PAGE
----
Preparation Was The Key To Sidney Lumet's Filmmaking Style

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If you have any interest in pursuing a career as a director, one of the first books you should read is Sidney Lumet's "Making Movies." It is not a heavily technical guide to the craft. Far from it. It's basically about how to set down a solid foundation that will allow you to withstand the vicissitudes of production. Lumet's process is a tad old-fashioned in that he cut his teeth in Off-Broadway theater before staging adaptations of plays for television. Lumet was not concerned with establishing a signature visual style. He was fixated on conveying the truth of the work. To do so, he prioritized rehearsal. Preparation is freeing. When you know what's expected of you, you can imbue the work with the unexpected ... within reason.

While Lumet was establishing himself as a top-flight filmmaker, he was saddled with tight budgets, which meant perfection was unobtainable. Take "12 Angry Men" for example. Lumet might've had Henry Fonda as a star and producer for the big-screen adaptation of Reginald Rose's pressure-cooker drama about jurors charged with deciding the fate of an 18-year-old boy who stabbed his father to death, but, despite the prestigious backing, his budget was a shockingly low $350,000 (equivalent to $4 million today). Whereas some young filmmakers might've tried to shoot for the moon on portfolio-boosting visuals, Lumet preached practicality.

Luck is the residue of design

In "Making Movies," Lumet bluntly punctures the notion of "movie magic." This is how the sausage gets made. As is the case on most films, Lumet shot piecemeal and out of continuity. "We went around the [deliberation room] three times: once for normal light, a second time for the rain clouds gathering, which changed the quality of the light coming from the outside, and the third time when the overhead lights were turned on. [Lee J. Cobb] arguing with Henry Fonda would obviously have shots of Fonda (against wall C) and shots of Cobb (against wall A)."

Simple enough, right? Not when your heavyweight actors — Cobb had originated the role of Willy Loman in Arthur Miller's "Death of a Salesman," while Henry Fonda was, y'know, Henry Fonda — are shot a week apart.

"But that's where rehearsals were invaluable," said Lumet, describing the hectic schedule:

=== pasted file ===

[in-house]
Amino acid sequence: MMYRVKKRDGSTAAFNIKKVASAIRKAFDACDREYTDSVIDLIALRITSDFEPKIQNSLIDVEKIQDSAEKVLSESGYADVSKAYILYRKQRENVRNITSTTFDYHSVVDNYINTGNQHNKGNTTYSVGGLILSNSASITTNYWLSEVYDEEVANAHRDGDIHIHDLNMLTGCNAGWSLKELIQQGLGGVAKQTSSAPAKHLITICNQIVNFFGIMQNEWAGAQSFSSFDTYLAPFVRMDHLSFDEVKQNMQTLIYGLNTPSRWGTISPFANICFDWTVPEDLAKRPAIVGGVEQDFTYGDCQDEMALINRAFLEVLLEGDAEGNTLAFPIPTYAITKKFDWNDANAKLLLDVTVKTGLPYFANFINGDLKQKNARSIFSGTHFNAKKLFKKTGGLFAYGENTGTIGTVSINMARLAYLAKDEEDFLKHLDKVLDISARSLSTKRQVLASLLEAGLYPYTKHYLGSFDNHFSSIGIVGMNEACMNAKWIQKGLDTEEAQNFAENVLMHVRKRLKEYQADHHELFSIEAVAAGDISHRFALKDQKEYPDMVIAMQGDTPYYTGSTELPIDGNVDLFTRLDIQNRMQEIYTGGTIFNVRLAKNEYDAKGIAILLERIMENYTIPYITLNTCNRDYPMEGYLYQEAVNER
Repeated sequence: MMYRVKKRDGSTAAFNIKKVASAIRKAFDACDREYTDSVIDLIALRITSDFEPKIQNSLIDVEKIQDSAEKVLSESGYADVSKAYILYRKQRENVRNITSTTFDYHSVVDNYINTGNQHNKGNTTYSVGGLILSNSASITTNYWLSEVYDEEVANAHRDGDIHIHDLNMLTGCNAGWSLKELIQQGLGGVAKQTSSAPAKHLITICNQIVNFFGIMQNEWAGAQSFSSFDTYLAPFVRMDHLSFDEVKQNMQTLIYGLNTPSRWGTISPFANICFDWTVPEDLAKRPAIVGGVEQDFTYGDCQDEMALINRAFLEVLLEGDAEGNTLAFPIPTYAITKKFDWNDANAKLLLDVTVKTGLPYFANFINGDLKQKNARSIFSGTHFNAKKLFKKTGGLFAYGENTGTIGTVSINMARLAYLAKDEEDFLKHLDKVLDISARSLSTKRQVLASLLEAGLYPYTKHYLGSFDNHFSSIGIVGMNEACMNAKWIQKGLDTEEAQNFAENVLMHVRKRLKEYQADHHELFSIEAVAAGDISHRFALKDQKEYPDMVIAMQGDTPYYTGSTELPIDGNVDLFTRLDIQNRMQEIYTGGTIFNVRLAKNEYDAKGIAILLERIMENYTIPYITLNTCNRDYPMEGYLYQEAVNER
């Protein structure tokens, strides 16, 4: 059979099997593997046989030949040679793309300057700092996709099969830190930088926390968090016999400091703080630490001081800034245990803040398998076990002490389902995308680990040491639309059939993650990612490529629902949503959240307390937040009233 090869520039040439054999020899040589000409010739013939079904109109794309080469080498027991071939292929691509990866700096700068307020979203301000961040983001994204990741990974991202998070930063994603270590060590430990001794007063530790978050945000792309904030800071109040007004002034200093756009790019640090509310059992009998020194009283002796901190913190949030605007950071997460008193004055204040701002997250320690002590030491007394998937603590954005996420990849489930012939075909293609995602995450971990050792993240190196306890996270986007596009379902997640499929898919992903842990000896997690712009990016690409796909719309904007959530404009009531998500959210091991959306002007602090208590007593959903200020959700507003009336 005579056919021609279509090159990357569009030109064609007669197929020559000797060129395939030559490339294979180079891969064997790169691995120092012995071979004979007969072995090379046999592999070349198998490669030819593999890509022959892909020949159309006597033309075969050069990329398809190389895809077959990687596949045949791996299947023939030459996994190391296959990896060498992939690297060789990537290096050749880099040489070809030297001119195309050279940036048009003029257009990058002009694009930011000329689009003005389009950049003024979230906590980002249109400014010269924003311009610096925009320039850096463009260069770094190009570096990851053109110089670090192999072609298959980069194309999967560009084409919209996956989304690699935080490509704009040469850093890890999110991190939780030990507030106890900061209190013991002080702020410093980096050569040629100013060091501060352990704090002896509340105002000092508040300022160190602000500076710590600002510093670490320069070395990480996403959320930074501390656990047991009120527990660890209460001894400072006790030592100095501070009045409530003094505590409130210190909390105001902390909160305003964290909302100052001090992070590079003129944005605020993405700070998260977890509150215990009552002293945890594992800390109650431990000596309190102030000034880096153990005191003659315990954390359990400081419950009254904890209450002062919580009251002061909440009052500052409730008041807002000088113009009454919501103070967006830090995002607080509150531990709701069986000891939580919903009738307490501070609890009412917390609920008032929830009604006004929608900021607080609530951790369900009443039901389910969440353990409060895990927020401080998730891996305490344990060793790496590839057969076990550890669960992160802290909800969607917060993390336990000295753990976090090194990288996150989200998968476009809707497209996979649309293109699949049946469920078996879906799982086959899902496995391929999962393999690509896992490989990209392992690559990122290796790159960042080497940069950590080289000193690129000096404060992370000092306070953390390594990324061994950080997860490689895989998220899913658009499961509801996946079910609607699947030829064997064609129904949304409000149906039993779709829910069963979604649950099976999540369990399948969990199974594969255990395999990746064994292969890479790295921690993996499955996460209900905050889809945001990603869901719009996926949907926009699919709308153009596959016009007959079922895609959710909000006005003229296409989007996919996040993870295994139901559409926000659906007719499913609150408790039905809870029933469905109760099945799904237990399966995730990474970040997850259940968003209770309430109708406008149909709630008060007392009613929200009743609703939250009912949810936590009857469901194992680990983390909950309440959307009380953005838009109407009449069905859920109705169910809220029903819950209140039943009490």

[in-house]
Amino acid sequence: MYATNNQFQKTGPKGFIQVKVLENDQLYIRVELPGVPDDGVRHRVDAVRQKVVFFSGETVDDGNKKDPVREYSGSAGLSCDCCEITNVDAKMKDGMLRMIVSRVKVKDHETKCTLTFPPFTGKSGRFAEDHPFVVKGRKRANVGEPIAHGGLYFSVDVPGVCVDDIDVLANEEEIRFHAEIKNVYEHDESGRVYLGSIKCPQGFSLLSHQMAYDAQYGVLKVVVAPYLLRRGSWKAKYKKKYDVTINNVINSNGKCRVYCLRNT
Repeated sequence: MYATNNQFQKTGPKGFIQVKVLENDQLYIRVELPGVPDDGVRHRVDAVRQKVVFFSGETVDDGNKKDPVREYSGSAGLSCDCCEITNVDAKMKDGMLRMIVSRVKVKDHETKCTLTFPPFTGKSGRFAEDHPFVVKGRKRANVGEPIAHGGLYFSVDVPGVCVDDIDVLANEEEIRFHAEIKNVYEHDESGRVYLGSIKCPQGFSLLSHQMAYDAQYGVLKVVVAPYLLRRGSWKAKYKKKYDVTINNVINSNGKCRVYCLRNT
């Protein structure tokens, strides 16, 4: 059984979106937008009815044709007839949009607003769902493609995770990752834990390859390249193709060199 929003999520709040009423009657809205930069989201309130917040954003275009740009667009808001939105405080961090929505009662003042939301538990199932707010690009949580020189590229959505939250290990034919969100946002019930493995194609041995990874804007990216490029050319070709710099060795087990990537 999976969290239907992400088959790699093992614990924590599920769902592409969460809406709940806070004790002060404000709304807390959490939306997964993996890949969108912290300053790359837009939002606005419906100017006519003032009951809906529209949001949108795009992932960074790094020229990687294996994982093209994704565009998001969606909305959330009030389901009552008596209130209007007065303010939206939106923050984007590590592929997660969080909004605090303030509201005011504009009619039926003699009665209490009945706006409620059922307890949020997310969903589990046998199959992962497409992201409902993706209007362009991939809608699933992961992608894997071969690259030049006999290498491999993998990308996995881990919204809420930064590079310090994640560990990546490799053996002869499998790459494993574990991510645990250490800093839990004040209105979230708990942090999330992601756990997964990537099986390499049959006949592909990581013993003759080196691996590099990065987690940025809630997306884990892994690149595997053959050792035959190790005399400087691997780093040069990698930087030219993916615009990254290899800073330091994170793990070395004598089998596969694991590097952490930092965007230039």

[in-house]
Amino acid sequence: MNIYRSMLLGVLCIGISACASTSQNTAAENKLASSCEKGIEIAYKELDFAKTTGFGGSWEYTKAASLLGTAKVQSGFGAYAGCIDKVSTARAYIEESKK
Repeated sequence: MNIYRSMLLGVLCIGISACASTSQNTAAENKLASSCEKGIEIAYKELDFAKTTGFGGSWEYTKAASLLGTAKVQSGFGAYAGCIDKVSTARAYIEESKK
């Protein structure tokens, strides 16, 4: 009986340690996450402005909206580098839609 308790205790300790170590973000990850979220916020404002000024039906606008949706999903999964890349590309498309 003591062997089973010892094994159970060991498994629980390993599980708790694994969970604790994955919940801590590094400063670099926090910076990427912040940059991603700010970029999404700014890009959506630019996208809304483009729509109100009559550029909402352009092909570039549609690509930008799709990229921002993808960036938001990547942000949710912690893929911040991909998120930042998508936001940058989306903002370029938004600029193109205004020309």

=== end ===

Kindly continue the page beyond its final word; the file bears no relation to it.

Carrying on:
"After two weeks of rehearsal, I had a complete graph in my head of where I wanted each level of emotion in the movie to be. We finished in nineteen days (a day under schedule) and were $1,000 under budget. Tom Landry said it: It's all in the preparation. I hate the Dallas Cowboys, and I'm not too crazy about him and his short-brimmed hat. But he hit the nail on the head. It is in the preparation. Do mountains of preparation kill spontaneity? Absolutely not. I've found that it's just the opposite. When you know what you're doing, you feel much freer to improvise."

Do right by your collaborators

"12 Angry Men" was Lumet's first theatrically released feature. He received an Academy Award nomination for Best Director, the first of four. He never won a competitive Oscar. This pleased Armond White, and Armond White alone. I've humored White's criticism of Lumet before, which is mostly rooted in the director's intuitive, make-your-days approach to filmmaking as described above. The Lumet of the '70s, the maestro who gave us "Serpico," "Dog Day Afternoon," and "Network," didn't have to worry a great deal about budget. He didn't just have stars, he had a track record. He could've been precious about his images. But the man loved actors, and if he had to cut on dialogue to enhance a performance, he'd do it without hesitation.

Art is messy. People are unpredictable. Cinema is, in its purest sense, a visual medium, but truth trumps purity when you're engaged in classical storytelling. Lumet could compose a shot with the best of them. Ned Beatty, framed to the left of center between those tiny green lamps in "Network," is seared into the brain of every card-carrying film buff. Lumet got it, and could go stone-cold Hitchcock if he wanted. But he was willing to sacrifice a meticulously constructed shot if his preparation favored a blessed accident. That's filmmaking. That's life. And that's why Lumet is one of the best to ever shout "Action." Even if you don't want to be a director, read "Making Movies." It's a beautifully pragmatic design for living.